Adelaide Festival Centre, 8 August 2019
Sydney Dance Company is marking its fiftieth anniversary with this three part performance, currently touring Australia. Although each half-hour long part is created by an individual choreographer (after which it is named; the title-names above were not used in the Adelaide performance), all three are connected by a sinuous melancholy. The corps, of 5 to 11 male and female dancers occupy an empty space, leavened only by fog and low, diffuse lighting.
The first piece, choreographed by Gabrielle Nankivell, begins and is punctuated by darkness and the sound of machinery, perhaps a lift to the underworld or to an alien planet. In this, and the third part, groups form and break, often watched by a lone outsider. The dancers sometimes line up or circle, like insects in an order obscure to the human observer. Nankivell says that this work is driven by a ‘mathematical approach’. Throughout the show, the modern dance style, although clearly minutely choreographed, lacks something in structure and the often awkward and ugly shapes of the dancers can grate, seeming at times to be made simply for grotesque effect. The use of hands and small, repetitive motions is well managed.
The middle and least effective part, choreographed by Rafael Bonachela and informed by his interest in “the just-beyond-our-grasp”, features a woman in yellow (for madness?) who separates herself and seems to undergo a terrible ordeal, mainly unassisted by the watchers. The final part, choreographed by Melanie Lane, is the most vibrant and easily accessible. Lane’s reference in the notes to the ‘contagion of crowd mentality…the group mind’ translates well into movement. The dancers wear black gloves, making them look deformed against the black background. These gloves turn out to be coats of a substance like charcoal which rubs off on the cast, which ultimately becomes an exhausted, grimy ,writhing pile of larvae-like limbs. The dancers’ enthusiasm for their roles was patent, their control and co-ordination were good indeed, until the third part, at which point the tiredness showed.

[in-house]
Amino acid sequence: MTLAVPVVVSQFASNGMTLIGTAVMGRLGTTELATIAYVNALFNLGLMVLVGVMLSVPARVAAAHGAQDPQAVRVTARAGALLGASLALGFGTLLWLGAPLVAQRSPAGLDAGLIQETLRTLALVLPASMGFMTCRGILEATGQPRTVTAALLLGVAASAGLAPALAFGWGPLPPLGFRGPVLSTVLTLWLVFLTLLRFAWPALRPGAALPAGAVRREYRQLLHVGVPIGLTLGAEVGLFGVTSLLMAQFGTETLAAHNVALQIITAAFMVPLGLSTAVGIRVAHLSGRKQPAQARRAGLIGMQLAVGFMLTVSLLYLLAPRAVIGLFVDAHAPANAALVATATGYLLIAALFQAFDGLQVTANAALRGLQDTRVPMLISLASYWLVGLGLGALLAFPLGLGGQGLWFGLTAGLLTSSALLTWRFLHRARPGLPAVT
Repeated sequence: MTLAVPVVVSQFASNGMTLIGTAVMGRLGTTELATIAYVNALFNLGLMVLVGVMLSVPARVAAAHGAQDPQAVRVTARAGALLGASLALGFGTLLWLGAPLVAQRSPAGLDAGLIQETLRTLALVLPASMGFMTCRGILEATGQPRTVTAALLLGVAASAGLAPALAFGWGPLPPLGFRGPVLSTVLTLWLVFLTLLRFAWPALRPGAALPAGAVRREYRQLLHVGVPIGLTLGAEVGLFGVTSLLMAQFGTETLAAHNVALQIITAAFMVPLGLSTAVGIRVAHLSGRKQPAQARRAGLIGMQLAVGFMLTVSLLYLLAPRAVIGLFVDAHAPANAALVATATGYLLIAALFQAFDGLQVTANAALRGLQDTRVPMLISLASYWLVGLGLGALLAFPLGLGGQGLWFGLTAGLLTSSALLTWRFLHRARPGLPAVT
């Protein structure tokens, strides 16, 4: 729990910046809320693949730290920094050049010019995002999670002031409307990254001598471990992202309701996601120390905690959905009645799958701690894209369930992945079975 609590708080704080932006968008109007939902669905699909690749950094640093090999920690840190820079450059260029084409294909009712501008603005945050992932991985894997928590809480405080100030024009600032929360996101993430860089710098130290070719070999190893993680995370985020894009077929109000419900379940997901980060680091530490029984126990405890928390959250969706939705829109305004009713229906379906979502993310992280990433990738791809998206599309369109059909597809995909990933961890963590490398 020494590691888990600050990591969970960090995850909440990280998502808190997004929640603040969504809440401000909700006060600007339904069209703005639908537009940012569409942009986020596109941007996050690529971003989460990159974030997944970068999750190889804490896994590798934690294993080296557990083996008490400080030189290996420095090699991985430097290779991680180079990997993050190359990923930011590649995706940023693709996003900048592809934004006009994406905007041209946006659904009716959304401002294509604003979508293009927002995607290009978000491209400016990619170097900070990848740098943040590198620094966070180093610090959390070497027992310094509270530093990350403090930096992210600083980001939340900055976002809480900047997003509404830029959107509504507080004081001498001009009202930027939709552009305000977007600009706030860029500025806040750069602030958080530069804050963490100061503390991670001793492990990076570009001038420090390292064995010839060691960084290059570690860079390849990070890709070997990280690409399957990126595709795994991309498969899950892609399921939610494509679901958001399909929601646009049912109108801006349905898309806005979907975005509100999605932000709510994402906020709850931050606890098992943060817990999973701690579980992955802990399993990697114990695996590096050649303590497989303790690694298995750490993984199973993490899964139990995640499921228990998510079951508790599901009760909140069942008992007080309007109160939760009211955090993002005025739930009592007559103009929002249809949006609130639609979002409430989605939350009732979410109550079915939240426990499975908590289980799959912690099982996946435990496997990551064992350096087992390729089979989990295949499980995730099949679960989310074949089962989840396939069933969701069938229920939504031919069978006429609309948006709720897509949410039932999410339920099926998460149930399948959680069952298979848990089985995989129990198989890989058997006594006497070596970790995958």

Minority Report from Peter (a Modern Dance Ignoramus) – At one stage we were shown fit youths writhing and capering fecklessly to a faux Bernard Herrmann soundtrack, in which violins are not so much played as beaten black and blue. The overall effect was fairly dazzling however.
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